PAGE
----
dreamstime_xl_5469349-300x200For many, estate planning can seem a complex process.   Because of this, many people put off making these important decisions.  While everyone should have a simple will and power of attorney, some people might be better suited for a living trust.   Below is a brief description and explanation of the characteristics of a will and a revocable trust:

Will:  A will is a document that names an executor, the individual who will be responsible for handling your property upon your death.   Also in a will you describe the property you own and name your beneficiaries —  the people who should receive your property upon your death.  A will is also the appropriate legal document to indicate your preferences as to who will care for your minor children in the event of your passing (legal guardianship).  This is often your spouse, but in instances of simultaneous death a near relative or friend).   As for your personal or real property, a will can cover only property that is in your name when you die;  it does not cover property that is held with a joint tenant or that is in a trust.  Though a will is not too complicated to revise it does require your assets to go through probate, a court system that verifies that your property is disbursed according to your will after your death.  Probate requires your executor to provide an accounting (via receipts, invoices, canceled checks, etc.) to the court showing that your property was correctly distributed before it will approve and close your estate.   In some circumstances probate can be time consuming and expensive resulting in a diminution of your estate. The creation of a will is typically less costly up front but in some instances more costly at the time of the distribution of the estate.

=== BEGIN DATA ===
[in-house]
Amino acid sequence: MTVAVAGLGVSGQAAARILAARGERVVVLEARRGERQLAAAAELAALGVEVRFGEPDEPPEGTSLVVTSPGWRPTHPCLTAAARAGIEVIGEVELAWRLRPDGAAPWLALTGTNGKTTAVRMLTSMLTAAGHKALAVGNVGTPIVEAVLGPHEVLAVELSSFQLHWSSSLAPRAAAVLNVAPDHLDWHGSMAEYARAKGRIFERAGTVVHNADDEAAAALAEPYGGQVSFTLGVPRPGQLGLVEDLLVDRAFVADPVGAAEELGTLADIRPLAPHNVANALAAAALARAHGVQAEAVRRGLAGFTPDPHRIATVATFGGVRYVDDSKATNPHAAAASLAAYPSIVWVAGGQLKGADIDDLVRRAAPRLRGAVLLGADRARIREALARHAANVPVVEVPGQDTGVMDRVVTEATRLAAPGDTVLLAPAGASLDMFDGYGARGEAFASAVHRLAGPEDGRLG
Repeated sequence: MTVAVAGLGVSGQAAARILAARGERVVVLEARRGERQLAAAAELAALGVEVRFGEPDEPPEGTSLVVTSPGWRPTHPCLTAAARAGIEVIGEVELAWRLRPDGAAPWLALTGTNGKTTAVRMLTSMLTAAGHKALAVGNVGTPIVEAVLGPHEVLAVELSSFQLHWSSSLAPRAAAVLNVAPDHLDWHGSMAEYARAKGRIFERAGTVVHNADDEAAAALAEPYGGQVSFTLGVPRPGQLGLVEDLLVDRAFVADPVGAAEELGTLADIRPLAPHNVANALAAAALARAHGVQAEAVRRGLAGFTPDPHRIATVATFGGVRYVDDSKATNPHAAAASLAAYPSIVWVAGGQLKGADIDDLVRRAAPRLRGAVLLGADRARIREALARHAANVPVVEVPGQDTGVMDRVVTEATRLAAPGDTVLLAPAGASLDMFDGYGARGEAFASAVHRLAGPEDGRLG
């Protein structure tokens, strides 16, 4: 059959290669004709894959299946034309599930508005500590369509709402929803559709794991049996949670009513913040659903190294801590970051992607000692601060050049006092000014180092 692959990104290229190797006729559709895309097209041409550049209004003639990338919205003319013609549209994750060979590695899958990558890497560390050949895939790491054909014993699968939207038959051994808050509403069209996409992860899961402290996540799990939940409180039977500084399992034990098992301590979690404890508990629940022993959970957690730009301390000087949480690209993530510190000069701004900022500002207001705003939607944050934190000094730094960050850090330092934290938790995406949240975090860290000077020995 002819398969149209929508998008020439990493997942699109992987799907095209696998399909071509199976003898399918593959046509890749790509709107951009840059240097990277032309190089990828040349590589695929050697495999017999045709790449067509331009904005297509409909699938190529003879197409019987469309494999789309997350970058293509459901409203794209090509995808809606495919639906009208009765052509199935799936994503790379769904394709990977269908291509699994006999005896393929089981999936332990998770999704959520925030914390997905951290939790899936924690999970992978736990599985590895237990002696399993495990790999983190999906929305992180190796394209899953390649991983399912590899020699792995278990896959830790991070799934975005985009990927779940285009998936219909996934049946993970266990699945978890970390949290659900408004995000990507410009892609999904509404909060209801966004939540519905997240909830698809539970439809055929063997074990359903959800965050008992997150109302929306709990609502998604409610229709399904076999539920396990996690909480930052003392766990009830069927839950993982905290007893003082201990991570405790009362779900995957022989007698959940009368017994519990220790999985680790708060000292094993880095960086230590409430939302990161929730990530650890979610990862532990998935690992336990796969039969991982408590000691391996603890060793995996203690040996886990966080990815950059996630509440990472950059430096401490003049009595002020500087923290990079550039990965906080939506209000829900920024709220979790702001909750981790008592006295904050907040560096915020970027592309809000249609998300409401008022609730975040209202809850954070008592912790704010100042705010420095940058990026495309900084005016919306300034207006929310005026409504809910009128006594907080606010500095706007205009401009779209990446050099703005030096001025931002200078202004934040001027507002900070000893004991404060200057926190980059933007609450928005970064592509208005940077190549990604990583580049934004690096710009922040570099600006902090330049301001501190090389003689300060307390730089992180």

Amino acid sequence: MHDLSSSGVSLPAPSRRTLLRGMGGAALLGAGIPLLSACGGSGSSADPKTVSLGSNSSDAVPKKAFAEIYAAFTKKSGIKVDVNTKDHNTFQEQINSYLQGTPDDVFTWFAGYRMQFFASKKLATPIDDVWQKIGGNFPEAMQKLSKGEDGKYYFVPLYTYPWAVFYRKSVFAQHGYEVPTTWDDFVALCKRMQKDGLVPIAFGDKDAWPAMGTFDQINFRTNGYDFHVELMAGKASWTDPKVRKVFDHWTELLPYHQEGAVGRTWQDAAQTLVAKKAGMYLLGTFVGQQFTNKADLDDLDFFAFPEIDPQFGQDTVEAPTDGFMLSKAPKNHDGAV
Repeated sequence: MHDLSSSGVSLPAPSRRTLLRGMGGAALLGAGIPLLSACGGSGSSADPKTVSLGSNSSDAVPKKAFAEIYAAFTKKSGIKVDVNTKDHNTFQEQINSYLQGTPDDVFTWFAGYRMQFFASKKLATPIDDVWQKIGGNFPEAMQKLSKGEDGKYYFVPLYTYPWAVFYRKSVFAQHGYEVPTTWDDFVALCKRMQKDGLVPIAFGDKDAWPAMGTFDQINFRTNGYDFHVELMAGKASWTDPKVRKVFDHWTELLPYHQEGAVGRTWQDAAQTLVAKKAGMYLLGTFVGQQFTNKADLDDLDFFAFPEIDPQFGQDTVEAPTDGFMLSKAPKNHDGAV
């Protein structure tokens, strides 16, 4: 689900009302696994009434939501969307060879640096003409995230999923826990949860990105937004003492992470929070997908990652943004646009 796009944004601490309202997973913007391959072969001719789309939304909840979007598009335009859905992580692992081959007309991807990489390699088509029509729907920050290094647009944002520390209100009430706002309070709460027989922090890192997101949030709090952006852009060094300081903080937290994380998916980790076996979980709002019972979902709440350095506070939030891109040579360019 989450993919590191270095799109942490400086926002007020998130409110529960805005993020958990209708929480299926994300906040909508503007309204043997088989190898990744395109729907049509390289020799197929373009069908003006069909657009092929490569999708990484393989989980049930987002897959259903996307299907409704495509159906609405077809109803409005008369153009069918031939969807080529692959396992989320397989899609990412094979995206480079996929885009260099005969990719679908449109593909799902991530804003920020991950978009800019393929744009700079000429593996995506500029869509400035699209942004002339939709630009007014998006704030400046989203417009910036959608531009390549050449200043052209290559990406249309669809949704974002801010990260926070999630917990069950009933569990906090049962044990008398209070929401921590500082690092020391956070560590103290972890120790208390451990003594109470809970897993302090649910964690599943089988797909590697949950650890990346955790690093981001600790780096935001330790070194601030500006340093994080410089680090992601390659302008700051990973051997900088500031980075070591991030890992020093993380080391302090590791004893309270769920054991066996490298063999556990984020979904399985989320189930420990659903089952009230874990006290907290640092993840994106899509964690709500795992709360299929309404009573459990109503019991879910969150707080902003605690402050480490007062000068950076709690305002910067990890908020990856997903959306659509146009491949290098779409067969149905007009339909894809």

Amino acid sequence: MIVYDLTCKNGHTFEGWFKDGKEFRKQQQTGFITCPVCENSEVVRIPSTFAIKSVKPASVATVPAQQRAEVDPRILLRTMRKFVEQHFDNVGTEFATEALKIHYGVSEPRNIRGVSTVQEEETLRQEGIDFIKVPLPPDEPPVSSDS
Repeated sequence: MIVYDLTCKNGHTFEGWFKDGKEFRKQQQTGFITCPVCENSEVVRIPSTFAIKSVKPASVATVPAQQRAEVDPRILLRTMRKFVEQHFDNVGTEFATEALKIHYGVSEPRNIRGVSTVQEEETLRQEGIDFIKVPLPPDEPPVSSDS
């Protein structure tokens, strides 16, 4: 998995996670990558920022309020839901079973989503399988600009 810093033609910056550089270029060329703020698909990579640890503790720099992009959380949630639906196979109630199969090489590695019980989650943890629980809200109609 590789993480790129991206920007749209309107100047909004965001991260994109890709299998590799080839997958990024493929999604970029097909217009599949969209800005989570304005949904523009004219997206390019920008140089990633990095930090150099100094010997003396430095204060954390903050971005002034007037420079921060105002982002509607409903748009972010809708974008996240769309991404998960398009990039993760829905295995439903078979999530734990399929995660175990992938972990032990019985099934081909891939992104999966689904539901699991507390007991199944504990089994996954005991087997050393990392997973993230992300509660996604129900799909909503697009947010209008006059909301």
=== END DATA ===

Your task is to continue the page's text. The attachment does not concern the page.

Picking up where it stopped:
Revocable Living Trust: Unlike a will that does not go into effect until you die, a trust begins at the time you create it.  A trust requires the grantor (you) to appoint a trustee (sometimes yourself) who acts on behalf of the trust and manages the property for the benefit of the grantor and other beneficiaries.   Often the grantor and the trustee are the same individual and is also a beneficiary.   All of the assets that you intend to put into the trust (real estate, investment accounts, and personal property) must be re-titled in the name of the trust.  The location of the assets does not change- it just means that instead of being held by an individual it is held by the trust.  A major advantage of a trust is that its assets do not pass through probate and trust property can be passed to beneficiaries without court oversight or approval.  The creation of a revocable trust is typically more costly up front but less costly and burdensome at the end.

Wills and trusts each have their own advantages and disadvantages.  The attorneys at TATE  BYWATER have decades of experience helping people from all types of different backgrounds create an estate plan that can protect themselves and their loved ones for generations.  We listen to you and make sure you understand and are comfortable with your estate plan prior to finalizing it.  Contact our attorneys for a free consultation to discuss your unique situation to determine the estate plan that best fits your short and long-term needs.